Wednesday, 17 July 2013

Line of Kings: the Wooden Horses

Last week I was fortunate to a preview the latest 'Line of Kings' exhibition at the Tower of London [see Line of Kings: the Oldest Exhibition in the World ]. Against a clear blue sky the White Tower looked stunning, the perfect setting to set the mood for this historic attraction.

In this exhibition you will see suits of armour, including two worn by King Henry VIII, as well as life-sized horses, carved in the 1690's to display equine armour. For me it is these figures that steal the show. Because of their great age, over 300 years old, these horses are now too fragile to support the weight of armour they were originally intended to carry, but in their own right they are beautiful sculptures.

The poses of the horses are striking and a wonderfully insightful blog post on the significance of their stance can be found on here, on the 'History Needs You' blog. Be it artist or carpenter, it is obvious that whoever crafted these life-sized creatures had a wonderful empathy with the equine species. Prancing and firy, noble and elegant, you can read the respect of sculptor for subject in every vein and sinew. Indeed, the figures are so detailed that each model has horse shoes!

Detail showing the different paint finishes on the wooden horses
(Wooden horse to the left of the photo, armour to the right)
Endoscopy has given a fascinating insight into how these models were crafted. Each horse was made from wooden planking (they are hollow) and assembled with traditional carpentry techniques. If you look hard you can see the joins and wooden pins.

A detail showing the joins and a pin used to assemble the sculptures.
Over the centuries each horse has been repainted multiple times. If you look carefully you can see a small area on some of the horses (on their flank, about halfway down) made up of postage-stamp sized areas of differing colours. This is were conservationists have painstakingly removed layer upon layer of paint to reveal the previous liveries.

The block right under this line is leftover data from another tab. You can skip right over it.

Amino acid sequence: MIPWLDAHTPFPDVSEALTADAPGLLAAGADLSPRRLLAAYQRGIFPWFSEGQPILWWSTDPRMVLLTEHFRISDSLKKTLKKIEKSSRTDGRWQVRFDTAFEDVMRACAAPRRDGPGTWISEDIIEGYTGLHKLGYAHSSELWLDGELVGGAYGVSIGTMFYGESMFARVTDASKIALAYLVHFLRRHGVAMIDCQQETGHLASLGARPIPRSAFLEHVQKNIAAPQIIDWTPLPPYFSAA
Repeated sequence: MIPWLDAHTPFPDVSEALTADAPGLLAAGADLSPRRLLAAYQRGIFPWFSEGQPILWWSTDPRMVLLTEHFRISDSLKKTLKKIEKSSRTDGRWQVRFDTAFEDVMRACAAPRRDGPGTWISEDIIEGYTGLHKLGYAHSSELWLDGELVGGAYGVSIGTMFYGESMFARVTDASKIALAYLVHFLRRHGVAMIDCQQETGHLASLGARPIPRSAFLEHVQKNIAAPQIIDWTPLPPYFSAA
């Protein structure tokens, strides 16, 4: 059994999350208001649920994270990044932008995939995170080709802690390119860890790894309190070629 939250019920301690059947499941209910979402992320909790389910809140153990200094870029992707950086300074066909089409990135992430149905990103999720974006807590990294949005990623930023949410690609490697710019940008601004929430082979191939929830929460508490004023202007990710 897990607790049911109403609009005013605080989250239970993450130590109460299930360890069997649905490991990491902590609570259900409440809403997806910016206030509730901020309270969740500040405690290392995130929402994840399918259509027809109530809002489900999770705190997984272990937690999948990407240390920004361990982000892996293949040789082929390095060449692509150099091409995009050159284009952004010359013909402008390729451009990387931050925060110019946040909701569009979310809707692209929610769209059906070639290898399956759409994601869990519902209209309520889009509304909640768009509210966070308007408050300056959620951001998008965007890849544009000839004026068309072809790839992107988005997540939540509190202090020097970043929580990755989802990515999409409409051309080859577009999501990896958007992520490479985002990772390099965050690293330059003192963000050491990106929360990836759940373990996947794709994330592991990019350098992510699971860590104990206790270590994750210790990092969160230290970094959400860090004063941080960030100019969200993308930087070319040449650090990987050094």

The horse, commissioned in 1685, used to display the model
of King Henry VIII in armour.
Unmarked and standing unassumingly amongst the rest are two horses of special significance. One is a black horse with rolling eyes and flared nostrils - this figure was the first commissioned to carry a model of King Henry VIII in his armour. The second is a prancing dun coloured horse that is a shade shorter than the others. It is suspected that this may have been carved by a man with the striking name of Grinling Gibbons.

Was this horse carved by Grinling Gibbons?
Grinling was a sculptor and woodworker whose catalogue includes carvings at St Paul's Cathedral, Hampton Court Palace and Blenheim Palace. Records exist showing the Grinling was paid forty pounds for a carving of Charles I and a horse. Later sculptors were paid half this amount.

This horse is the cuckoo in the nest - Why?
Because it was made just a couple of years ago in order to carry the weight of
Henry VIII's armour.
Some of the other wooden wonders on show at the Line of Kings include wooden carvings (from the late 17th century) in the form of the likenesses of monarchs, including Henry VIII and Charles I.

Carved in wood - the likeness of King Henry VIII-
part of an exhibition created 300 years ago

I would like to thank the lovely people at the Historic Royal Palaces, and John Shevlin in particular, for inviting an ordinary blogger to a preview of this wonderful exhibition. For those wishing to visit the Line of Kings, entry is free, included as part of the admission fee to the Tower of London.


  1. This was an enjoyable post. The sculptures have held up beautifully. What artists the carvers were. (Henry VIII didn't look very appealing, did he.)

  2. I'm so glad you enjoyed the post, Elizabeth. I would definitely call the carpenters 'artists' - and gifted ones at that. And yes, Henry VIII looks decidedly grumpy but rather confirms to my mental image of him.
    Thank you for leaving a comment,
    Grace x

  3. Thank you for this wonderful site. I just found it because I took some picture of the horses and am sending them to a friend who worked on restoring a carousel. I did a google search to find out more about the horses and found you and am sending a link along to my friend. One of my photos is almost the same as one of yours. It's so nice to see that someone else was so struck by the artistry, and the history, of these horses.

    1. That's wonderful, Paula, I'm so glad you enjoyed the post. Don't tell anyone, but the statue I liked the least was the modern one - the grey, fibreglass horse - it had none of the life about it that the originals have.
      Thanks for commenting,
      G x


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